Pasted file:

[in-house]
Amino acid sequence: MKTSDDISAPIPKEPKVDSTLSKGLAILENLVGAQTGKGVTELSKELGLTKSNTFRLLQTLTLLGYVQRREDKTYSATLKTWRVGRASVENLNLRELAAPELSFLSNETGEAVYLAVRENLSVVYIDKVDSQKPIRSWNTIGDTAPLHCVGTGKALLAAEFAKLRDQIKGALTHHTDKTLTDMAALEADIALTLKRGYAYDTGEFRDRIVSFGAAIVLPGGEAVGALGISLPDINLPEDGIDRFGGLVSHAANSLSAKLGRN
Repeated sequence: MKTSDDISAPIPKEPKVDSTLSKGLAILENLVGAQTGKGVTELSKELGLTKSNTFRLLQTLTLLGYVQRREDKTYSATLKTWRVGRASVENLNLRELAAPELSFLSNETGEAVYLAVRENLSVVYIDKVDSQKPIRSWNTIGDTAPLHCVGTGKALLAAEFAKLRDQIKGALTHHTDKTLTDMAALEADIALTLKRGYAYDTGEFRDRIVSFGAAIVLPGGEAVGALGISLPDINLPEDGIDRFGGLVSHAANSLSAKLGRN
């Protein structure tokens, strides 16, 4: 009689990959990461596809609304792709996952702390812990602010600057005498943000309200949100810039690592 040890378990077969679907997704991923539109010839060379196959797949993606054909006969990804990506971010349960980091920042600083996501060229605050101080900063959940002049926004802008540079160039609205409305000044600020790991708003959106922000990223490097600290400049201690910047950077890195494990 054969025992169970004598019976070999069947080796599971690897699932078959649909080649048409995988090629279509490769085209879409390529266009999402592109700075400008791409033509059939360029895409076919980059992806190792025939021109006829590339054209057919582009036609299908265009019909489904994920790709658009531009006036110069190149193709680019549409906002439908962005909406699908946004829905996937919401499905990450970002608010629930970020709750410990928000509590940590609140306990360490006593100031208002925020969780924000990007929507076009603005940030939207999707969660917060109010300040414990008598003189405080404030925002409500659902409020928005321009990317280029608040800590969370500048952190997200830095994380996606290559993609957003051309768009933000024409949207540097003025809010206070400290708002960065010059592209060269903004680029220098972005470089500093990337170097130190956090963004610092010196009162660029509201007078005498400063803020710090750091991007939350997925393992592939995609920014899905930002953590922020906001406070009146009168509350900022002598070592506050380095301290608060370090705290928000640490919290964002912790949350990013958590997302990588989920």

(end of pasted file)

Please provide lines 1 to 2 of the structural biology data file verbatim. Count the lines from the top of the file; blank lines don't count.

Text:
[in-house]
Amino acid sequence: MKTSDDISAPIPKEPKVDSTLSKGLAILENLVGAQTGKGVTELSKELGLTKSNTFRLLQTLTLLGYVQRREDKTYSATLKTWRVGRASVENLNLRELAAPELSFLSNETGEAVYLAVRENLSVVYIDKVDSQKPIRSWNTIGDTAPLHCVGTGKALLAAEFAKLRDQIKGALTHHTDKTLTDMAALEADIALTLKRGYAYDTGEFRDRIVSFGAAIVLPGGEAVGALGISLPDINLPEDGIDRFGGLVSHAANSLSAKLGRN